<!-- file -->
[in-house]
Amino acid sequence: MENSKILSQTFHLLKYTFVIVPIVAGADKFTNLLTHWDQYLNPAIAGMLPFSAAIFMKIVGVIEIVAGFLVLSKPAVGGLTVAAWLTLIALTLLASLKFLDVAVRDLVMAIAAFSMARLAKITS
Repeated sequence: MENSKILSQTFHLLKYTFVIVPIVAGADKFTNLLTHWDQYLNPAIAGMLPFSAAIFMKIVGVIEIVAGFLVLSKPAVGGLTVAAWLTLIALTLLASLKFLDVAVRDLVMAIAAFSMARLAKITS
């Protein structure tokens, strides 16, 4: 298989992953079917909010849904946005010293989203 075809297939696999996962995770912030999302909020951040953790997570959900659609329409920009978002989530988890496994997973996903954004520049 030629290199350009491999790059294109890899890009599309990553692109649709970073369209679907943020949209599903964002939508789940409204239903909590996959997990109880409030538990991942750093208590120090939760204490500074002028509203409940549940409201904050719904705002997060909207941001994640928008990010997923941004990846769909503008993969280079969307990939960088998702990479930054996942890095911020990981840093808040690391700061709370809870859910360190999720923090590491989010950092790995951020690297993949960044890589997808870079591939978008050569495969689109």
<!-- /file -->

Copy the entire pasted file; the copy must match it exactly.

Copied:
[in-house]
Amino acid sequence: MENSKILSQTFHLLKYTFVIVPIVAGADKFTNLLTHWDQYLNPAIAGMLPFSAAIFMKIVGVIEIVAGFLVLSKPAVGGLTVAAWLTLIALTLLASLKFLDVAVRDLVMAIAAFSMARLAKITS
Repeated sequence: MENSKILSQTFHLLKYTFVIVPIVAGADKFTNLLTHWDQYLNPAIAGMLPFSAAIFMKIVGVIEIVAGFLVLSKPAVGGLTVAAWLTLIALTLLASLKFLDVAVRDLVMAIAAFSMARLAKITS
């Protein structure tokens, strides 16, 4: 298989992953079917909010849904946005010293989203 075809297939696999996962995770912030999302909020951040953790997570959900659609329409920009978002989530988890496994997973996903954004520049 030629290199350009491999790059294109890899890009599309990553692109649709970073369209679907943020949209599903964002939508789940409204239903909590996959997990109880409030538990991942750093208590120090939760204490500074002028509203409940549940409201904050719904705002997060909207941001994640928008990010997923941004990846769909503008993969280079969307990939960088998702990479930054996942890095911020990981840093808040690391700061709370809870859910360190999720923090590491989010950092790995951020690297993949960044890589997808870079591939978008050569495969689109």